Hardwick’s New Town Manager Hits the Ground Running

by Doug McClure

HARDWICK – At the October 7 select board meeting, town manager David Upson, Jr. updated the board on ongoing work in process after “a week and four days on the job,”. The board also discussed next year’s paving, and COVID came up twice.

Upson told the board that NEK Community Broadband, the Communications Union District (CUD) Hardwick belongs to, was asking the town about locations the town-owned where it could put broadband equipment. He said he was working with Hardwick’s representative to the CUD, Paul Fixx, to detail possible options. 

He said that it had finally been determined which flavor of contract the USDA wanted for the application for grant support on the pedestrian bridge and that was in process. Upson said that he had been notified by Sen. Bernie Sanders’ office that the $200,000 USDA Rural Development Block Grant for the pedestrian bridge was now “official.” 

A brief discussion around the state’s 2022 completely repaving of Hardwick village centered around whether night work was appropriate. The consensus was that despite the fact that a large number of residents live on South Main, night work was the only viable way to get around the traffic volume and lack of a good way to reroute tractor-trailer traffic during the day. Board member Shari Cornish said day work would be disruptive to businesses.

She said, “It’s a bummer for people who live downtown versus a bummer for everybody and everything. It’s going to be disruption no matter how you cook it.”

Road foreman Tom Fadden envisioned “guys coming out with bats and swinging at the tires” of the paving trucks if night work were approved, but said he expected it might only take a couple of nights to complete on South Main, so it could work.

Cornish updated the board on the downtown commission’s progress and said that a grant had been received for two new sets of fifteen banners. The first set would be a generalized banner with a message along the lines of “Welcome to Hardwick,” and local illustrator Abrah Griggs had been commissioned to do the design work. The second set would be customizable for local organizations. The downtown commission is also studying the boundaries of the current Village Center Designation and discussing a municipal planning grant that would be necessary for the Hardwick to get its Downtown Designation.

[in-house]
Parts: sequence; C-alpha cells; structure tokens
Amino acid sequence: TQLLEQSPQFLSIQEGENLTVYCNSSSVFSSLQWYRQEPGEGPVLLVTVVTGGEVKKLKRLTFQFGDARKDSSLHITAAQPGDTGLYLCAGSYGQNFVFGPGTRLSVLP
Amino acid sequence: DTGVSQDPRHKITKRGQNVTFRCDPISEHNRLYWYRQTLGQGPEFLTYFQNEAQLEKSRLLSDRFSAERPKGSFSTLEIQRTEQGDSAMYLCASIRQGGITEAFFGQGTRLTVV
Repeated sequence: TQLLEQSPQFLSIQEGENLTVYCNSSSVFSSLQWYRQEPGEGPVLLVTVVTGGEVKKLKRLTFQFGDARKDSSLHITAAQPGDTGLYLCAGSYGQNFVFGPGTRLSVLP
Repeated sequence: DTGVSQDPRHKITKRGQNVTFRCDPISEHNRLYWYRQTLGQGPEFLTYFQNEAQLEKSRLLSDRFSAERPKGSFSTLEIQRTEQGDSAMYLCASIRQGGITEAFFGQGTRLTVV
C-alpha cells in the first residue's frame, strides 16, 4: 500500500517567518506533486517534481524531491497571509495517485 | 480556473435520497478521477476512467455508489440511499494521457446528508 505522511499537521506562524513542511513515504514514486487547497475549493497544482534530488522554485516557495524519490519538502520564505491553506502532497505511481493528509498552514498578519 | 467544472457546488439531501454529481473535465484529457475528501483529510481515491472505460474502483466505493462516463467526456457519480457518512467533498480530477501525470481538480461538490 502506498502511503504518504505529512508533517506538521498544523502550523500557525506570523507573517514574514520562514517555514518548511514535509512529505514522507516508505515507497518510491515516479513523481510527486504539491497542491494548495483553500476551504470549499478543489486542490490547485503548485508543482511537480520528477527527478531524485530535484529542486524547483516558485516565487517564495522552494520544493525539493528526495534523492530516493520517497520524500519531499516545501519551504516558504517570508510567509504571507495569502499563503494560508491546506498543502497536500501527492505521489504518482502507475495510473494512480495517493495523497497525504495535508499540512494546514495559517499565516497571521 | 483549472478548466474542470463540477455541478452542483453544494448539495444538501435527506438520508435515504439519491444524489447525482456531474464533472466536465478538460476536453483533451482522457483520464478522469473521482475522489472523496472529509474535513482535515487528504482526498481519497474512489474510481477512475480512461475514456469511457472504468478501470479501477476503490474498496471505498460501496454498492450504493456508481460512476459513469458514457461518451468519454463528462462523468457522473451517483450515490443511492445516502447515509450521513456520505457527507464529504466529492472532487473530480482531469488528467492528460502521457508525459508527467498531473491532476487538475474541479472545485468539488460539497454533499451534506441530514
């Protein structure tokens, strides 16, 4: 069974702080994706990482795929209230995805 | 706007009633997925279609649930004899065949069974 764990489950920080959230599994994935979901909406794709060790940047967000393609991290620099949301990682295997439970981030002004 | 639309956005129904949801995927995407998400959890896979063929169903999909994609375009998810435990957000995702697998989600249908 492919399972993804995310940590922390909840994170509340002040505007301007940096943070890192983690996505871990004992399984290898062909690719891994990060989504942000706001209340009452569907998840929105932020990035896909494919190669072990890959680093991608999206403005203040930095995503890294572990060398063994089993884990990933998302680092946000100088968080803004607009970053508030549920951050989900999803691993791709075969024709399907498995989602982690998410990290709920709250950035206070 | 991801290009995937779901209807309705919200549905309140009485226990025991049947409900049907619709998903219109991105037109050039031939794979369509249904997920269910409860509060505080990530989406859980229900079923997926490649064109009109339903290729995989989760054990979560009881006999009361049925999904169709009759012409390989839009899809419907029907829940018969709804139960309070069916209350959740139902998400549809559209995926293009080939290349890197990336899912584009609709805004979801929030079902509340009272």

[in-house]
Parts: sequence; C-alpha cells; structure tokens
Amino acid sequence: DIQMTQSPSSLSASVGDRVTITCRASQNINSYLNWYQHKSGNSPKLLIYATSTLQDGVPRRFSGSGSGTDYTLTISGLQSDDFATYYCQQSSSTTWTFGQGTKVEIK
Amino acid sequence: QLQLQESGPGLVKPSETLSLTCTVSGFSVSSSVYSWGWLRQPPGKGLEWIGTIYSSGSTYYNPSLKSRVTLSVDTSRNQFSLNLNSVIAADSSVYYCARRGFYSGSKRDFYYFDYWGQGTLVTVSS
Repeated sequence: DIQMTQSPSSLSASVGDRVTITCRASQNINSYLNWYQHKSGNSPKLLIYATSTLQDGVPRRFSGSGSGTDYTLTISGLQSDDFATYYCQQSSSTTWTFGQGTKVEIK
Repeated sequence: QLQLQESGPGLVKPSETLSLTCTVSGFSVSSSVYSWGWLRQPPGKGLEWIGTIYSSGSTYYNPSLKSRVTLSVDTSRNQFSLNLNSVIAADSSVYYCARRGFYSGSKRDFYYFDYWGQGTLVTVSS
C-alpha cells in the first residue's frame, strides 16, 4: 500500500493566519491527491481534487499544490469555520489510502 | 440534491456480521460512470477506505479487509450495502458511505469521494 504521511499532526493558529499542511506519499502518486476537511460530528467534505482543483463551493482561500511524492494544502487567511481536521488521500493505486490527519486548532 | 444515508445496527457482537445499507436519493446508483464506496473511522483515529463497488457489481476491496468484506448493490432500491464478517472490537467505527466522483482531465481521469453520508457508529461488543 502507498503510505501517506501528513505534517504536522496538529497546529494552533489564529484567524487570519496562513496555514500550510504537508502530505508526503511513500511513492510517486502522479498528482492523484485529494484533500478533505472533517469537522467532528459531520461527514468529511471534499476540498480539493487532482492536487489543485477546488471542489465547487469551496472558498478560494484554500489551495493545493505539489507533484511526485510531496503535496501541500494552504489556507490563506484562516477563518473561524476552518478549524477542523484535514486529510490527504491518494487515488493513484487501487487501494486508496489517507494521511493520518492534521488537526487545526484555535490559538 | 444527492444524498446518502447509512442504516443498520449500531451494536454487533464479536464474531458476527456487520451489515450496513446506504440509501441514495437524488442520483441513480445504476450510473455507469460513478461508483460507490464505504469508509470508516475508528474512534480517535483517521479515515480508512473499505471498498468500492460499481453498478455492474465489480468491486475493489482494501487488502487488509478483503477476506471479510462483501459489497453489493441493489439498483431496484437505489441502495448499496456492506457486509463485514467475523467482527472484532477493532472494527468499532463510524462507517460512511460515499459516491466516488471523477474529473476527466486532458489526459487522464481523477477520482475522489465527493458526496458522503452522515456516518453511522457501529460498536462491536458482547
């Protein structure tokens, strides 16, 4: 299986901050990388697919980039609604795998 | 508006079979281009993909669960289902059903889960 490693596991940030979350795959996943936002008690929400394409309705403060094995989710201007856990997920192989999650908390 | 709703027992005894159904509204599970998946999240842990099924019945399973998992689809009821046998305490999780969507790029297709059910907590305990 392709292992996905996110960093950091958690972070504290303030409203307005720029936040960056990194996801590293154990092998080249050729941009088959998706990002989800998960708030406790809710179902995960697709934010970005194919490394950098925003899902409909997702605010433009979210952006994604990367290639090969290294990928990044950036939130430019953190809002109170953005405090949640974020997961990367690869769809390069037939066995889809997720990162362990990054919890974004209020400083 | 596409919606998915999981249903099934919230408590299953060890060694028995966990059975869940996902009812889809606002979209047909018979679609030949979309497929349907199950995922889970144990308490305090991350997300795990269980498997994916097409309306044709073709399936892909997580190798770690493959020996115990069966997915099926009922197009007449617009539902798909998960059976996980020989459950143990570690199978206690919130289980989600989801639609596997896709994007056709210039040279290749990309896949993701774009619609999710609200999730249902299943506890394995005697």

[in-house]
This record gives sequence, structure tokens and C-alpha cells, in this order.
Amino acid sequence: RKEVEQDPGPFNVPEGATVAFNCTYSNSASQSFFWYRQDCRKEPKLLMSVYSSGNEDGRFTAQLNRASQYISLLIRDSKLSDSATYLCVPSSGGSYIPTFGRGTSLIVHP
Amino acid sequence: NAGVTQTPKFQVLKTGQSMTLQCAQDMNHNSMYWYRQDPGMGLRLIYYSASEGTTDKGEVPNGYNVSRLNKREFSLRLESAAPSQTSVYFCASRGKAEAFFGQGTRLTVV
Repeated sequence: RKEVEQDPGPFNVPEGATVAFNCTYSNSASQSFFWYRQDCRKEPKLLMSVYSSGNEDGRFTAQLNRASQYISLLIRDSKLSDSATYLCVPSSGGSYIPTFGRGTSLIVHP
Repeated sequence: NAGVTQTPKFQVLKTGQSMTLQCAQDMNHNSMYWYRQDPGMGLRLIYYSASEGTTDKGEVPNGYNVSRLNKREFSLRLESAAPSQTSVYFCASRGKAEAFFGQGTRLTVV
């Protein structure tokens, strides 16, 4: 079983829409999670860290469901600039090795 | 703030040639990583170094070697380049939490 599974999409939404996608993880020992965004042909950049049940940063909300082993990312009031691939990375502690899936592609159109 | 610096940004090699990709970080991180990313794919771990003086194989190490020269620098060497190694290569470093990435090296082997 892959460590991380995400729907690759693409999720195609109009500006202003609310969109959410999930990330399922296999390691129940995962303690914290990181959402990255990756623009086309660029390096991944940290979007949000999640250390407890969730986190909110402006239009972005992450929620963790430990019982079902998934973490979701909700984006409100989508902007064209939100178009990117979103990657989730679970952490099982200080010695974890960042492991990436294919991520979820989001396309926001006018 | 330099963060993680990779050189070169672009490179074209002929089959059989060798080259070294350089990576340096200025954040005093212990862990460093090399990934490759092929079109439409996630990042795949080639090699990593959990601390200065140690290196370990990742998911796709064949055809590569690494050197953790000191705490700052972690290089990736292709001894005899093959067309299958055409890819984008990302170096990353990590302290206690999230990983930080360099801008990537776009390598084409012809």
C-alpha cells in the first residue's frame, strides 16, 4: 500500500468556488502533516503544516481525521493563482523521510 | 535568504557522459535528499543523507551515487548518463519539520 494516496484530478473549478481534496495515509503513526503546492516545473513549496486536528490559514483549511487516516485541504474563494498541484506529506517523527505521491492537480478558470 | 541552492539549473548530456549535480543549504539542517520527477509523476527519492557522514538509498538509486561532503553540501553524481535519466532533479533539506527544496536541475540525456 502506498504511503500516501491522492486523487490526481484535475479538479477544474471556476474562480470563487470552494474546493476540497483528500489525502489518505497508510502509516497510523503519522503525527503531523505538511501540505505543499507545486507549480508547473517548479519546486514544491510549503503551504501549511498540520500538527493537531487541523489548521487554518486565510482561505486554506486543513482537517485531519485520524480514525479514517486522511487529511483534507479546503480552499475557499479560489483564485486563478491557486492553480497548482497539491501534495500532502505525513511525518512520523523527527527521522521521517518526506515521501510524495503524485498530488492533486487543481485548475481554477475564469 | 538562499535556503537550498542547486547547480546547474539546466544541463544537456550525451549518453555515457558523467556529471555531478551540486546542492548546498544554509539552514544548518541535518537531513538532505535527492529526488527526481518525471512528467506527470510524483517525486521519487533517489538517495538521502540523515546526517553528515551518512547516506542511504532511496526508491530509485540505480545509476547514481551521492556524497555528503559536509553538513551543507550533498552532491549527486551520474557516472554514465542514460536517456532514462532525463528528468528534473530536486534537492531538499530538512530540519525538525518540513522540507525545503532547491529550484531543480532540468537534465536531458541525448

Police Chief Aaron Cochran wanted “some guidance” from the board about how the department should handle Halloween. The pre-COVID strategy of corralling trick-or-treaters into the neighborhood adjacent to Atkins Field was not done in 2020 due to COVID gathering concerns, but this year, the landscape has shifted. The Center for an Agricultural Economy wants to do its normal “Trunk or Treat” event. Chief Cochran said “we enjoy doing [Halloween], and the kids and parents really enjoy the safety factor of not having to dodge cars in the street.” Remick said that he believed that if HPD returned to its pre-COVID plans and people felt safe taking their kids trick-or-treating, he saw “no reason to say no.” Board member Elizabeth Dow said things were different now than last year when COVID was “so much of an unknown.”

One COVID-related holdover from last year that was brought up is whether organizations seeking appropriations at town meeting would still be required to get signatures as they had before COVID. The specific COVID-related factors complicating that process are not gone. Carol Boucher addressed the board representing multiple organizations, including NEK Human Services, the NEK Council on Aging, Rural Community Transportation, Umbrella, and the Journey to Recovery Community Center. She said that the organizations were “struggling a lot” with shortages due to COVID, as well as staffing issues, and none had any plans to change the amount they were asking for, but all were having difficulty finding a way to get petitions signed. The board decided to continue last year’s policy of not requiring signatures for appropriations in cases where the organization asking had previously been able to get those signatures and wasn’t asking for more money. New organizations or those asking for more would still need to get signatures.

Business manager Casey Rowell updated the board on the state of the town’s finances. She said most of the revenues and expenses were “on track” in terms of where they should be relative to the budget that voters approved at town meeting. She added that if the Hardwick Police Department could keep its budget tight, as it had in this first quarter of the fiscal year, it might be able to come in enough under budget to offset most of the revenue lost when Greensboro discontinued its policing contract. 

At the previous board meeting, the surprise cost of sludge removal at the wastewater treatment facility had been raised. The cost necessitated rejecting all bids for work on the facility at this night’s meeting and re-bidding with a different scope for sludge removal. Upson said “for the longevity of the facility” it was important to get rid of the sludge in at least one of the lagoons. Board member Michael Deering said that given the high cost of transporting sludge to Canada, the town should possibly investigate alternate solutions such as pyrolysis, which is a thermal treatment process that converts the organic matter in sludge into usable energy.